Sanford Brown Gifts and Ethics Discussion

M6 E discModule 06 Discussion – Can You Accept It?
You are a job coach at the local community center. Your work involves providing vocational training and
practical job seeking skills to clients that have had a hard time seeking work. This afternoon, one of your
clients comes in to tell you that he just accepted a job! As Todd begins to tell you about his new position,
he pulls out a small wrapped gift that he purchased to thank you for all of your help.
Initial Post: Should you accept Todd’s gift? Be sure to address the following:
a. What ethical dilemmas does the gift exchange present?
b. Would your acceptance violate any ethical standards? If so which ones?
c. What are some of the risks or consequences that could result from your acceptance of the
gift?
d. If you decline the gift, what are your reasons?
e. Are there any risks that might result from declining his gifts?
f. Does accepting a gift from the client depend on the age of the client?
g. Does the cost of the gift matter?
Reply Post: Respond to a classmate that responded differently than you. Explain why you disagree with
them or whether they changed your opinion.
Additional Ethical Considerations
Informed consent
The process of informed consent is one in which the professional informs the client or patient of the
different ways that their communication, research, or findings might be used in addition to their treatment.
It is provided in writing or in an electronic document that outlines the risks of treatment and the way the
professional can use the findings.
There are federal and state regulations that outline what informed consent looks like for different
client/professional relationships. Different vocations also use the process of informed consent in a varying
ways. For example, a client receiving court ordered treatment would have to provide their informed
consent to allow the provider to share their progress with the court.
In the medical field, informed consent usually involves the patient providing the doctor with their consent
to perform a procedure after they are informed of the risks involved. There are also times where a
professional is conducting research and requests that the client or patient provide their informed consent
to participate in a study.
Distance Counseling
Distance counseling offers clients and professionals the ability hold sessions when they are unable to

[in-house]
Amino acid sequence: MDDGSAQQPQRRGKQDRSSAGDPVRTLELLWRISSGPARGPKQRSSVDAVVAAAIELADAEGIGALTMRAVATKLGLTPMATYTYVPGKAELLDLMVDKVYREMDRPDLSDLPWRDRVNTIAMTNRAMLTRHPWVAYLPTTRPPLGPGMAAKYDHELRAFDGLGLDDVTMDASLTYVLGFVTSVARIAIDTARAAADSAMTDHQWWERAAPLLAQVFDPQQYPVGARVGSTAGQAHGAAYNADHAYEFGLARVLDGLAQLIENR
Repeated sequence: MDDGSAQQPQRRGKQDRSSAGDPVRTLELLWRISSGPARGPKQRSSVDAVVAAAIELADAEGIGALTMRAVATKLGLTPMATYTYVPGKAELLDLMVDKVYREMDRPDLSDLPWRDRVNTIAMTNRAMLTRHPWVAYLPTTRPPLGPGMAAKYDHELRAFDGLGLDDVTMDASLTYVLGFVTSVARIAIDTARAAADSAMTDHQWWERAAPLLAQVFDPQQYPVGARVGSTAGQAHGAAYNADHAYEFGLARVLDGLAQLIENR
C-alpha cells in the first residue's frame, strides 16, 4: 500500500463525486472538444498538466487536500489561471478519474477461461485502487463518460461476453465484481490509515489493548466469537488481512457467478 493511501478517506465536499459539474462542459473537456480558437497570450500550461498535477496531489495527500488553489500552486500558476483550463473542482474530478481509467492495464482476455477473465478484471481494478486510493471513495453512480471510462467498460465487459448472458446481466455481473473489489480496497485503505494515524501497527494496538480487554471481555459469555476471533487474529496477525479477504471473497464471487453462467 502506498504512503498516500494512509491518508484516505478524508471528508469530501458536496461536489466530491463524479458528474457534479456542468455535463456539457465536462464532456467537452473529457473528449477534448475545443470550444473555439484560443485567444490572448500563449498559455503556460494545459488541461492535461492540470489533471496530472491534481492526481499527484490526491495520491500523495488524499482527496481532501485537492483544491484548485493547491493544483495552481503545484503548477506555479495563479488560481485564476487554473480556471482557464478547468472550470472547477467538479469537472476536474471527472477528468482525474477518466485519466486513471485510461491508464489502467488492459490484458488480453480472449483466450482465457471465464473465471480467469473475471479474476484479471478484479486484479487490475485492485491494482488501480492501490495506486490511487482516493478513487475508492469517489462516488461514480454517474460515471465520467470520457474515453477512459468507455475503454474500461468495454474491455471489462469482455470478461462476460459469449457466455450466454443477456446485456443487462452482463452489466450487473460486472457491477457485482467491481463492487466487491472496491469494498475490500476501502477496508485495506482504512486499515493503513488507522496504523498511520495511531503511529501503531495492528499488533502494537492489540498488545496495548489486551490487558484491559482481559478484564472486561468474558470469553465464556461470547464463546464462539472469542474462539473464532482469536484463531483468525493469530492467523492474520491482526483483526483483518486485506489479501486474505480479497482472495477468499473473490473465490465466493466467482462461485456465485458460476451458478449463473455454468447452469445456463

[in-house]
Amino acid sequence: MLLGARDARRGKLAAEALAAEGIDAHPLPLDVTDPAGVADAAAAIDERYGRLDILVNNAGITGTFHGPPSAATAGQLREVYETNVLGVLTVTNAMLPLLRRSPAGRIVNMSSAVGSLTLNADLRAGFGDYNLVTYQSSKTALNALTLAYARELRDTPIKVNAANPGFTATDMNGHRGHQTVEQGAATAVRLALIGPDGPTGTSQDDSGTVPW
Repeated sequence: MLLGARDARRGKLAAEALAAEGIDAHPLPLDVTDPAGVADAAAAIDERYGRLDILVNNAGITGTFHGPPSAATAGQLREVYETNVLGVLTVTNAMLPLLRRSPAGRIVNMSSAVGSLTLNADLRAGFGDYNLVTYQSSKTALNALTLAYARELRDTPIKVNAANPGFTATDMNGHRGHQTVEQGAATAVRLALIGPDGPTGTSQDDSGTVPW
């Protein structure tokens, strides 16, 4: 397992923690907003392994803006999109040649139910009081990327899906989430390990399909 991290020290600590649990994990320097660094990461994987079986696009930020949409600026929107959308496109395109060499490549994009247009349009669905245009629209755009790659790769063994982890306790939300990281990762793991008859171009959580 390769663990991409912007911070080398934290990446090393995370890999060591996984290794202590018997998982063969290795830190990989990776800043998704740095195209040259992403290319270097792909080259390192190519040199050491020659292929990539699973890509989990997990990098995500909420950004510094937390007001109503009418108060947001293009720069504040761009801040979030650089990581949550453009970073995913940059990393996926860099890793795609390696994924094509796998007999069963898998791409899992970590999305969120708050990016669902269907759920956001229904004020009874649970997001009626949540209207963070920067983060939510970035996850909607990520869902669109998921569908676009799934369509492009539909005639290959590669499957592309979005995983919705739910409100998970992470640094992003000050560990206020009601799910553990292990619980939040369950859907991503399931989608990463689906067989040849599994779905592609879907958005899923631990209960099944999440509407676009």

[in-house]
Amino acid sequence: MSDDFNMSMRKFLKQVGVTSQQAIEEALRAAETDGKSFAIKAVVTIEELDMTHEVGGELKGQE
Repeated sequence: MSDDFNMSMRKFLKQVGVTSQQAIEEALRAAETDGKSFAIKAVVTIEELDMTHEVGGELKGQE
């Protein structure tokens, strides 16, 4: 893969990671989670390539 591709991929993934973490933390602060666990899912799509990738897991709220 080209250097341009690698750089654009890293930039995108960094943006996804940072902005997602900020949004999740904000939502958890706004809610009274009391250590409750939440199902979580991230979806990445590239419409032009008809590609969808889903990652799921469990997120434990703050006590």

meet face to face. It is equally appealing to clients and professionals as it provides more flexibility in
scheduling as they can participate in sessions right from the comfort of their home. This provides clients
with greater access to their therapists regardless of their location. It also enables therapists to provide
services to clients outside of their community. Distance counseling, also known as telecounseling or
teletherapy can occur in a variety of manners. Thanks to technology, therapists are now able to hold
sessions with clients via video conferencing, email, text message or secure software programs.
Despite the convenience of distance counseling, recognize that it may present ethical dilemmas that
might not ordinarily arise in traditional counseling setting. Consider a situation in which you have never
met the client in person. You must have measures in place that enable you to confirm their identity as you
begin each session, especially when sessions take place via text or email.
You should also complete a through intake assessment of new clients prior to offering distance
counseling services. Distance therapy may not be suitable in all situations; consider the needs of the
client when making this determination. You should also ensure you have mechanisms in place to ensure
privacy on both ends. Unlike a private office where you can ensure a closed door session, you do not
have control over the environment your client is in during sessions. It is important to have policies and
expectations in place that protect the privacy of the client.
One of the biggest concerns with distance counseling is that it enables professionals to practice across
state lines. Some states require you to be licensed in their state to provide distance counseling services.
It is recommended that even if you are client resides in a state that does not have this requirement you
make a practice of becoming aware of state laws and policies. For example, some states require you to
obtain informed consent from clients prior to beginning distance counseling. Researching different state
regulations will help to ensure you practice within the parameters of the law avoiding potential legal